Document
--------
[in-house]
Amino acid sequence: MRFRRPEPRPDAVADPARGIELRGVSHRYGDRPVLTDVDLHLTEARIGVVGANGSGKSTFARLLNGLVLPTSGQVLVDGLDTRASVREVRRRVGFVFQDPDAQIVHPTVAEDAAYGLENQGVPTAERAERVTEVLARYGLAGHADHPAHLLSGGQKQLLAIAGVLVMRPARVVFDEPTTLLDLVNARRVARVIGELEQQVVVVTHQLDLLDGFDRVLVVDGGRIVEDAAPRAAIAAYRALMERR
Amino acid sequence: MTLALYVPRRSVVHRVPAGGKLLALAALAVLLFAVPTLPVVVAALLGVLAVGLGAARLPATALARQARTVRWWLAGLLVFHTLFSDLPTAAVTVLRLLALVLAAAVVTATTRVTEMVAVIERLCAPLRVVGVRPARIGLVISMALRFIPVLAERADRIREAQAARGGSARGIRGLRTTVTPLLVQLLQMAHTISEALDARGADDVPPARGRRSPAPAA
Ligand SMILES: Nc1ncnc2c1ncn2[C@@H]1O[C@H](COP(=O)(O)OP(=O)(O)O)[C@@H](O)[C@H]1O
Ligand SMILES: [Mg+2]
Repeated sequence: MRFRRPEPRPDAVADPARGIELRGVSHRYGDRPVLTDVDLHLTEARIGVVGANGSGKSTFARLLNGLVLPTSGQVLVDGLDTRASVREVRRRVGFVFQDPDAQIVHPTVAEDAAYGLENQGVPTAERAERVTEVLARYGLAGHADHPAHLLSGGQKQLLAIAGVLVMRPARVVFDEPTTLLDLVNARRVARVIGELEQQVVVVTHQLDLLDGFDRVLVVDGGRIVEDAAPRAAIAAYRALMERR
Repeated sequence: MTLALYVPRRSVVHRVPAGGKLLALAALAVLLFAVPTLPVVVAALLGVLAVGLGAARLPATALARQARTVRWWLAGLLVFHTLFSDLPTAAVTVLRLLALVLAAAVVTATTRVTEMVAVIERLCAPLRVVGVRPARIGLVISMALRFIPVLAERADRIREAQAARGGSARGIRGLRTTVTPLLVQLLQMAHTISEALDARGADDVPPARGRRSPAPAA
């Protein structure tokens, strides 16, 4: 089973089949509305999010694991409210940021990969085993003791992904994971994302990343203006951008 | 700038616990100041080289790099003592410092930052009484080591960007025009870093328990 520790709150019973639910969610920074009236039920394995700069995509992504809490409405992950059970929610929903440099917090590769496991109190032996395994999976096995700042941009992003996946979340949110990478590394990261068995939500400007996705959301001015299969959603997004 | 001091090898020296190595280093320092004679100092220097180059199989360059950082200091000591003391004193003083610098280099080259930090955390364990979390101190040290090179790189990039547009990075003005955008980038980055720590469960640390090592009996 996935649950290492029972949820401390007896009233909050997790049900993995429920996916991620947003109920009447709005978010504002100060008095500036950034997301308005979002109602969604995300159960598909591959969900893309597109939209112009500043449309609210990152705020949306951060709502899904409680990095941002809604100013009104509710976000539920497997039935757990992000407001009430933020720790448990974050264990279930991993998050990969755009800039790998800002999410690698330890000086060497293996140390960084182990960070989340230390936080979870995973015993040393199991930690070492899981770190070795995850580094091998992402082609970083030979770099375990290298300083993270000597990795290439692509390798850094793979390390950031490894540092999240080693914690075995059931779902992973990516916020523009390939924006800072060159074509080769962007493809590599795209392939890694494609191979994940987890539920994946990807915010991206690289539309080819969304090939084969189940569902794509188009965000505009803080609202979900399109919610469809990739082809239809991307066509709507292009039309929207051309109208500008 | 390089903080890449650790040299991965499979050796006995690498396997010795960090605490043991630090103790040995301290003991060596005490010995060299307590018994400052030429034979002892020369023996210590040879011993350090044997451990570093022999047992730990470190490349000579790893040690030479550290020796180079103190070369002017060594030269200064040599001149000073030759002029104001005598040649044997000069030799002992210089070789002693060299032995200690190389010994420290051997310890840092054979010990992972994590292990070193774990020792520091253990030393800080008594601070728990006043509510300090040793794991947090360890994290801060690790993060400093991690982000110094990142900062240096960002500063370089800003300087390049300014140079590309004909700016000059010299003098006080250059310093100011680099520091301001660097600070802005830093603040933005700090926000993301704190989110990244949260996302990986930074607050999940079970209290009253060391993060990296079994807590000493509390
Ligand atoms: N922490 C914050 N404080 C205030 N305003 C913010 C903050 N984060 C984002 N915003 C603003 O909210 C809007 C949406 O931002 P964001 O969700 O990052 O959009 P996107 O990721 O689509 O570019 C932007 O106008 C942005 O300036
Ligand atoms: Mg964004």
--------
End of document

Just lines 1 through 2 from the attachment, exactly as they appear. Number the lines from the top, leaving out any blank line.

[in-house]
Amino acid sequence: MRFRRPEPRPDAVADPARGIELRGVSHRYGDRPVLTDVDLHLTEARIGVVGANGSGKSTFARLLNGLVLPTSGQVLVDGLDTRASVREVRRRVGFVFQDPDAQIVHPTVAEDAAYGLENQGVPTAERAERVTEVLARYGLAGHADHPAHLLSGGQKQLLAIAGVLVMRPARVVFDEPTTLLDLVNARRVARVIGELEQQVVVVTHQLDLLDGFDRVLVVDGGRIVEDAAPRAAIAAYRALMERR